Golf Course Management

OCT 2017

Golf Course Management magazine is dedicated to advancing the golf course superintendent profession and helping GCSAA members achieve career success.

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Page 59 of 101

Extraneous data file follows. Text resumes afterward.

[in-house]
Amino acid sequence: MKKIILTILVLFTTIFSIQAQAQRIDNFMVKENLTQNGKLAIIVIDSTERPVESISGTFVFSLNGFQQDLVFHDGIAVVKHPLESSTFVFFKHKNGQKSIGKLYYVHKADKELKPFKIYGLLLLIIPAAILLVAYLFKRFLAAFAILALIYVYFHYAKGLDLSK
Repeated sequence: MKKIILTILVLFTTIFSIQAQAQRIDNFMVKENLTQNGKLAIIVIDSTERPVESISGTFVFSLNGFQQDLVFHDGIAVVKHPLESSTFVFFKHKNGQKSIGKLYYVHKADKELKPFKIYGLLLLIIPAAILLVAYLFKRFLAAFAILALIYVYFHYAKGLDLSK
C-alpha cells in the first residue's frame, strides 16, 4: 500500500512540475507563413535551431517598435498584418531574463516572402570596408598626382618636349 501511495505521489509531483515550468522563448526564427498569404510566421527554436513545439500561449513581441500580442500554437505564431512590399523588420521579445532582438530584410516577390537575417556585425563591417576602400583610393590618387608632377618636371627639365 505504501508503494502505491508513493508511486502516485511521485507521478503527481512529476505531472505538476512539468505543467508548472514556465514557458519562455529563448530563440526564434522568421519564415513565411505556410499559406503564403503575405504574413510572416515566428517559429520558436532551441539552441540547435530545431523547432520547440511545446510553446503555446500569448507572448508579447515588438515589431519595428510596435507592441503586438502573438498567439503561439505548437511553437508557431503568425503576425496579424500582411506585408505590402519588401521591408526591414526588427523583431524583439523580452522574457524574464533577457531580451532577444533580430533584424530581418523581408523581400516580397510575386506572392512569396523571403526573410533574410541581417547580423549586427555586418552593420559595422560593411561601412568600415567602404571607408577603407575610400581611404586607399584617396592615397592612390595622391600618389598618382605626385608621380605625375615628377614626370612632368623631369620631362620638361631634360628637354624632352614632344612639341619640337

56 GOLF COURSE MANAGEMENT 10.17 Speed + style With any golf course renovation, there is pressure to produce within an established time frame. Jim Nagle and I have done our share of fast-tracked projects, but the Davenport Country Club renovation demanded the quickest turn- around of any of them. We were able to work at such an incredible pace by solidifying a thorough vision for the renovation — thinking through every aspect of the course, every feature relative to every golfer, maintenance, and project costs — be- fore construction began. Jim and I had been working together for 17 years at that point, and our unified, coordinated approach meant we could tag-team and collaborate on-site to get things done swiftly but without compromising quality. Superintendent Dean Sparks was really the hub of the wheel. Superinten- dents are excellent planners, and Dean's meticulous planning and detailed timeline were what allowed this to happen in such a small window. A project of this magni- tude absolutely requires someone who can be on-site every day and is prepared in every way to handle the scope of the work. Dean was flexible and able to make decisions on the fly, and he'd trained his crew very well leading up to the project. Everyone worked well together, which contributed to the necessary efficiency. While the speed of the project no doubt made it unique, for Jim and I, the opportunity to do something so detail- focused and authenticity-driven with a Charles Hugh Alison design was tremen- dously special. We were committed to getting the style right, but also invoked a little artistic license, taking cues on bunkers from another Alison course, Hi- rono Golf Club in Japan. We'd used this method before — borrowing architecture that worked in other places and would make a course better, but that was still completely authentic to the designer. We are extremely happy with the results at Davenport Country Club. — Ron Forse, Forse Design DCC had undergone several small-scale renovations over its 90-year history, but by 2014, the course would no longer accommo - date modern equipment, and bunkers needed to be replaced, tees leveled, and pin locations increased on small greens. Formal discussions of a major renovation began in 2012. I became the superintendent at DCC in March 2014, although my career had started at the club as a summer employee during high school. I'm originally from Bettendorf, Iowa, and the opportunity to come home as well as help bring DCC and the Quad Cit - ies to national recognition through an im- proved, championship-feel golf course was a no-brainer for me. Throughout my 15 previ - ous years in the superintendent profession, I'd completed major renovations for the TPC Network and at Pete Dye's Crooked Stick Golf Club in Carmel, Ind. My experience en - compassed everything from multimillion-dol- lar projects to smaller initiatives carried out in- house because of financial restraints. The story of Davenport CC's renovation touches on the challenges of tackling large- scale projects while striving to lose as little of the golf season as possible. This is how I planned for an almost complete renovation to happen in just a 50-day construction window beginning in July 2014, with a target opening date of May 1 the following year. Reviving the past In 2013, DCC selected the Forse Design team of Ron Forse and Jim Nagle to be the architects, given their vast experience with early-1900s golf course architecture. Return - ing DCC to its original design and playing features became the pair's primary focus. To achieve this, greens needed to be expanded, tees repositioned and rebuilt to original loca - tions, and fairway bunkers brought back into play. Several tees had, over time, moved to the left or right of the hole and created a differ - ent angle of play. Ron and Jim's vision was for each golf hole to play similarly despite golf - ers' different skill levels. All bunkers would be entirely rebuilt and given flat bottoms, and greenside bunkers would be repositioned with spectacular views of the putting surfaces through restoration of their original 3- to 5-foot faces. Fairways would be expanded, and the new selection of grasses — 007 creep - ing bentgrass and rhizomatous tall fescue (RTF) for roughs — would foster a firm and fast playing surface with challenging rough Channeling Charles: Enlarging greens was a component of DCC's "retro rebuild," aimed at reflecting the template Charles Hugh Alison came up with in the 1920s. Shown here is the renovated 18th green.

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